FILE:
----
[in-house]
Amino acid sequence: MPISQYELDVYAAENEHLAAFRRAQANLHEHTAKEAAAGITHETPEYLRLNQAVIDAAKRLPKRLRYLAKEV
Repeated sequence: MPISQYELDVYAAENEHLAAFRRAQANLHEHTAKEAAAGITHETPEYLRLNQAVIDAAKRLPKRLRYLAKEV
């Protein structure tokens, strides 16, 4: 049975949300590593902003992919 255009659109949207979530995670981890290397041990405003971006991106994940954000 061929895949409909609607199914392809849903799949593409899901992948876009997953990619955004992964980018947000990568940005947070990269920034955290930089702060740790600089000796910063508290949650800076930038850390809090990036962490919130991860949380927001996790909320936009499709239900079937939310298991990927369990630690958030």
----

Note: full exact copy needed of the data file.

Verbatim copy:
[in-house]
Amino acid sequence: MPISQYELDVYAAENEHLAAFRRAQANLHEHTAKEAAAGITHETPEYLRLNQAVIDAAKRLPKRLRYLAKEV
Repeated sequence: MPISQYELDVYAAENEHLAAFRRAQANLHEHTAKEAAAGITHETPEYLRLNQAVIDAAKRLPKRLRYLAKEV
């Protein structure tokens, strides 16, 4: 049975949300590593902003992919 255009659109949207979530995670981890290397041990405003971006991106994940954000 061929895949409909609607199914392809849903799949593409899901992948876009997953990619955004992964980018947000990568940005947070990269920034955290930089702060740790600089000796910063508290949650800076930038850390809090990036962490919130991860949380927001996790909320936009499709239900079937939310298991990927369990630690958030």